Some days, I worry I’ve taken up permanent residence in the Land of Uncertainty. We may write alone, but we flourish within the community of the right circle of writers.
Where do you seek advice on your plot, your next career move, or navigating social media? When need be….
Seek the counsel of more experienced writers or industry professionals.
Writers are everywhere — online at blogs, various social media groups. Or, in person at coffee shops, book signings, workshops, etc. Most love to discuss the craft, others are knowledgeable about the business and you can get many answers, at no charge.
* Other writers – Whether you have a weekly critique group to brainstorm book ideas, or one writer friend to state your intentions to out loud, there’s something powerful about the camaraderie we share with one another.
* Published authors – Many writers are open to answering a quick question presented in a short, well-written email. Seriously, the longer the email is, the less likely they are to read it, much less respond. And, the bigger the author is, the less free time they may have, but it’s worth a shot. Drop him a line to say how you enjoyed his book. If he replies, then ask a brief question.
* It’s about relationships, not transactions – This past year, I read and enjoyed three debut novels from three indie authors and left positive reviews for them all on Amazon and Goodreads (it’s the best way to help authors). I then emailed each one to say how much I liked their books.
I’ve become online friends with two and will occasionally email them questions. I do not bombard them 24/7, and send information I think they might find useful from our conversations. I’m developing friendships, not sucking them for information.
Be Open to a Paid Consultation
Hear me out first. Yes, I realize money doesn’t grow on trees, but do you visit the dentist for free? Do you get a salon haircut for free?
No. All these people are providing a service, one of value.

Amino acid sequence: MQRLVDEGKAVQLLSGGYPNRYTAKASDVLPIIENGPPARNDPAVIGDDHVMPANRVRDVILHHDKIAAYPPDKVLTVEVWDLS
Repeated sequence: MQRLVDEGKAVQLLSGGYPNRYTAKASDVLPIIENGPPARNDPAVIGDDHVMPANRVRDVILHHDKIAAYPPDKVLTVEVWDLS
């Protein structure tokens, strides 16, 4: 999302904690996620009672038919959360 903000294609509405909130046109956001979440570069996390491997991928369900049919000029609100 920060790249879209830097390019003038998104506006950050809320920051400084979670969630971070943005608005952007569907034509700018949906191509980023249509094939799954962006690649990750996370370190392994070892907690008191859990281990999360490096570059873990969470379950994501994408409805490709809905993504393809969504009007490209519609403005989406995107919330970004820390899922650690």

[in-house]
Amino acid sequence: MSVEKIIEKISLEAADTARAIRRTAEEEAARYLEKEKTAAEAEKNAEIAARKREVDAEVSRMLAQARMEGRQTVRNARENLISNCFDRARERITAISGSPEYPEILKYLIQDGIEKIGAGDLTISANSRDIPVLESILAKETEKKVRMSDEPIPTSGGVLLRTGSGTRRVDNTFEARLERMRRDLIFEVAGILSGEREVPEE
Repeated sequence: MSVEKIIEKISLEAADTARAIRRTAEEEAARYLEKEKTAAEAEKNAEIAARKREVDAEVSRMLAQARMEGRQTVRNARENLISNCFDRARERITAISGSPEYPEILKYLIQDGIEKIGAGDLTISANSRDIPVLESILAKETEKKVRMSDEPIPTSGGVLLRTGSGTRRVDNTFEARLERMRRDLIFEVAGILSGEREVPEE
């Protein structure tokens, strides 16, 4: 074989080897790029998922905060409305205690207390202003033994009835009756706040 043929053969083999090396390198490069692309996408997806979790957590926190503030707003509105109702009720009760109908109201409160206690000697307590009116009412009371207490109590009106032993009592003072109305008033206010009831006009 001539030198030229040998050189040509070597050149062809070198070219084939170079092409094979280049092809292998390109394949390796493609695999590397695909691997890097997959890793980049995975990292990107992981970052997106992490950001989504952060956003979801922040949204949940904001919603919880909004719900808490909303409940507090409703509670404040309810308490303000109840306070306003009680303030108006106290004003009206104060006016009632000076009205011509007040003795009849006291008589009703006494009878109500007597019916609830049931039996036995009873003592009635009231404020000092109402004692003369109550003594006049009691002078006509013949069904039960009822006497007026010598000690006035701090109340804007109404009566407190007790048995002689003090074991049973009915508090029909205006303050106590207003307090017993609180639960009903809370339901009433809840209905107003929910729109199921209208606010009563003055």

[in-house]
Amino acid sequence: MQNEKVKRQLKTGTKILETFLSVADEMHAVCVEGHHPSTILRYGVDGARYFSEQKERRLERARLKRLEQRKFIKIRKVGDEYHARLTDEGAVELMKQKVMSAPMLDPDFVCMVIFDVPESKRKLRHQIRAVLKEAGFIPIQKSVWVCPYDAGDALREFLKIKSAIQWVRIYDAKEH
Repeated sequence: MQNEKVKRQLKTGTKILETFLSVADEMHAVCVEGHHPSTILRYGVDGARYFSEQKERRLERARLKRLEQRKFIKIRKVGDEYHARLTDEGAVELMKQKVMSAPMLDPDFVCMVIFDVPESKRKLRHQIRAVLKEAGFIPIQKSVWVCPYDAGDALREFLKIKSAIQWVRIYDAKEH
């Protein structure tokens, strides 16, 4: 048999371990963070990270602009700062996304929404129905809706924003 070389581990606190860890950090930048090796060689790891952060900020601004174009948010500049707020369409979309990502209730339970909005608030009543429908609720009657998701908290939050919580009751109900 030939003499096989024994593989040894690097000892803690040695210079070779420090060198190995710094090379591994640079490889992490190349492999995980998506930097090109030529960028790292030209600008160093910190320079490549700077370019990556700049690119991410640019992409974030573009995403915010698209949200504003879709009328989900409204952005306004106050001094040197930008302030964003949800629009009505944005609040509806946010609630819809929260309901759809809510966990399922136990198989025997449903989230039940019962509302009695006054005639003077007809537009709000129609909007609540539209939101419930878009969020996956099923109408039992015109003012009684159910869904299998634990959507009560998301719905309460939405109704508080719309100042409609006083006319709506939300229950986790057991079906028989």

Writing is no different. Even though my critique group is priceless to me, I had specific niche questions about author websites, social media, etc. I needed an expert.
Many publishing professionals (authors, freelance editors, marketing gurus) offer consultations and post their rates on their websites. The money you spend today may save you cash from mistakes made tomorrow.
I made an appointment with for Writer’s Digest editor, Jane Friedman. The woman knows publishing and charges $150 hour for a 60-minute consultation (Yowza, but she prorates the cost to the actual time spent discussing writing).
It was worth every penny.
Through her questions, she gave me clarity that my fiction and nonfiction were aimed at two different audiences and conflicting with each other right now. She confirmed my passion was more toward my novels and how I should set my nonfiction book aside and put all my energy toward publishing the Pennies from Burger Heaven series.
Boom. Those 10 minutes alone were worth the investment, but she gave me even more.
Before our consultation, Jane also looked at my website, Facebook and Twitter pages and critiqued them all, with both praise and suggestions. I left both energized and organized with my To Do list. I also made another valuable contact in the industry.
Be sure research that person before you give them cash. Look at their website to see if their message resonates with you. Find testimonials, google their name, see what you can find out about them on social media for both praise and warnings. The internet is your friend.
You might conference via Skype (that’s what Jane and I did), Google Chat, or a good ol’-fashioned phone call.
When Seeking Advice
I know most writers are introverts and it’s scary talking to others, especially strangers, but the rewards outweigh the risks. Here are several reasons why:
* Knowledge is power — Learn directly from others the do’s and don’ts on writing and publishing.
* Focus — It’s hard to be objective with your own struggles. An unbiased outsider can help you identify problems and offer solutions.
* Game Plan —Walk away with a clearer strategy of what to do next.
*Enthusiasm — You can’t put a price tag on passion for your writing and your career.
You might have a spontaneous conversation with an editor between breaks at a seminar, but when possible, prepare ahead of time. Especially, for a paid consultation:
1. Have a list of questions ready to help you concentrate. You might be nervous with VIPs (I was).
2. If you can, have a pen and paper (or computer) ready to take notes as they talk.
3. Be pleasant, but look professional.
Of course, trust your instincts. Whether this person is a pro or a new acquaintance, if their advice or suggestions don’t sit well with your gut, do what you think is best. It’s your writing. You must live with the choices you make, on and off the page.